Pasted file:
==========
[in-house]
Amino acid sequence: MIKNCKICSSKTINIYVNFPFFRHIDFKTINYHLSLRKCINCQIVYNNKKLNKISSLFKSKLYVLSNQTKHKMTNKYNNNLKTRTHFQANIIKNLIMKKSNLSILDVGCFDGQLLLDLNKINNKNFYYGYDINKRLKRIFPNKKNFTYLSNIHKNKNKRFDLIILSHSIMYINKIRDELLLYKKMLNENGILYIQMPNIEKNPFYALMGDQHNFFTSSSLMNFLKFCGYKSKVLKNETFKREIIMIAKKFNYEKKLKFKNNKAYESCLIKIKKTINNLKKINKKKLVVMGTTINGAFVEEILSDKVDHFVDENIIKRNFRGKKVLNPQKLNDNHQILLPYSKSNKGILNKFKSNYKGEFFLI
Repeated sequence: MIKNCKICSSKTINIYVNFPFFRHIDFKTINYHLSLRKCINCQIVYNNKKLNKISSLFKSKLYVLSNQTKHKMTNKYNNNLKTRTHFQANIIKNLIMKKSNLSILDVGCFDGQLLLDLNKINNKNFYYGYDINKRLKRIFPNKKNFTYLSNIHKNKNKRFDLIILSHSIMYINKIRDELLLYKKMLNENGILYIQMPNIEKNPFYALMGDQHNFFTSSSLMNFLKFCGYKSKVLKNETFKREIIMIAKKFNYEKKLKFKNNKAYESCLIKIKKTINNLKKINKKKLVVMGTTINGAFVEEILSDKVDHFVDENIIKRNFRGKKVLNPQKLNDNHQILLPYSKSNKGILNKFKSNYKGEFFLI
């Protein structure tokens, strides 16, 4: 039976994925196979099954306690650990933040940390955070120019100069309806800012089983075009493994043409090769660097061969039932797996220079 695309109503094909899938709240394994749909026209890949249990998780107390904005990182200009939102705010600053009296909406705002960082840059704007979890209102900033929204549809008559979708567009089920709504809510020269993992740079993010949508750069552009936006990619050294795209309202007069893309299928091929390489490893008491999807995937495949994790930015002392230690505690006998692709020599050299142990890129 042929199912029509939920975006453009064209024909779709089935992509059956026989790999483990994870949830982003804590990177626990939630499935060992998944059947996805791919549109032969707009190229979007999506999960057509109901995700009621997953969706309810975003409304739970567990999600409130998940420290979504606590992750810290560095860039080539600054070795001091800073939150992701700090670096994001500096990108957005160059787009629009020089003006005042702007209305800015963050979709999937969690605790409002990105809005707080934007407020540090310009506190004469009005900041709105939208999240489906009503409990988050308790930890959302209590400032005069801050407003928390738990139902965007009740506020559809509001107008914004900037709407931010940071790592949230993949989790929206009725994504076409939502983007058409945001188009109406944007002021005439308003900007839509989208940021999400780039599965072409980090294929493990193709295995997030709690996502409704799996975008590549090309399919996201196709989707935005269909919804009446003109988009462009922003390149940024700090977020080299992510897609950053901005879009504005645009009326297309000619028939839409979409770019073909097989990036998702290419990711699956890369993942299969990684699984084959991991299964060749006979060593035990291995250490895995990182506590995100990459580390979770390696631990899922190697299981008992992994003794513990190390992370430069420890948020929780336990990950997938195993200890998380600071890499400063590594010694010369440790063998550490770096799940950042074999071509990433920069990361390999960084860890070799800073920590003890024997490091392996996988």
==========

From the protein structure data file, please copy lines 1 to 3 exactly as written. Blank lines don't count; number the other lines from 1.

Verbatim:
[in-house]
Amino acid sequence: MIKNCKICSSKTINIYVNFPFFRHIDFKTINYHLSLRKCINCQIVYNNKKLNKISSLFKSKLYVLSNQTKHKMTNKYNNNLKTRTHFQANIIKNLIMKKSNLSILDVGCFDGQLLLDLNKINNKNFYYGYDINKRLKRIFPNKKNFTYLSNIHKNKNKRFDLIILSHSIMYINKIRDELLLYKKMLNENGILYIQMPNIEKNPFYALMGDQHNFFTSSSLMNFLKFCGYKSKVLKNETFKREIIMIAKKFNYEKKLKFKNNKAYESCLIKIKKTINNLKKINKKKLVVMGTTINGAFVEEILSDKVDHFVDENIIKRNFRGKKVLNPQKLNDNHQILLPYSKSNKGILNKFKSNYKGEFFLI
Repeated sequence: MIKNCKICSSKTINIYVNFPFFRHIDFKTINYHLSLRKCINCQIVYNNKKLNKISSLFKSKLYVLSNQTKHKMTNKYNNNLKTRTHFQANIIKNLIMKKSNLSILDVGCFDGQLLLDLNKINNKNFYYGYDINKRLKRIFPNKKNFTYLSNIHKNKNKRFDLIILSHSIMYINKIRDELLLYKKMLNENGILYIQMPNIEKNPFYALMGDQHNFFTSSSLMNFLKFCGYKSKVLKNETFKREIIMIAKKFNYEKKLKFKNNKAYESCLIKIKKTINNLKKINKKKLVVMGTTINGAFVEEILSDKVDHFVDENIIKRNFRGKKVLNPQKLNDNHQILLPYSKSNKGILNKFKSNYKGEFFLI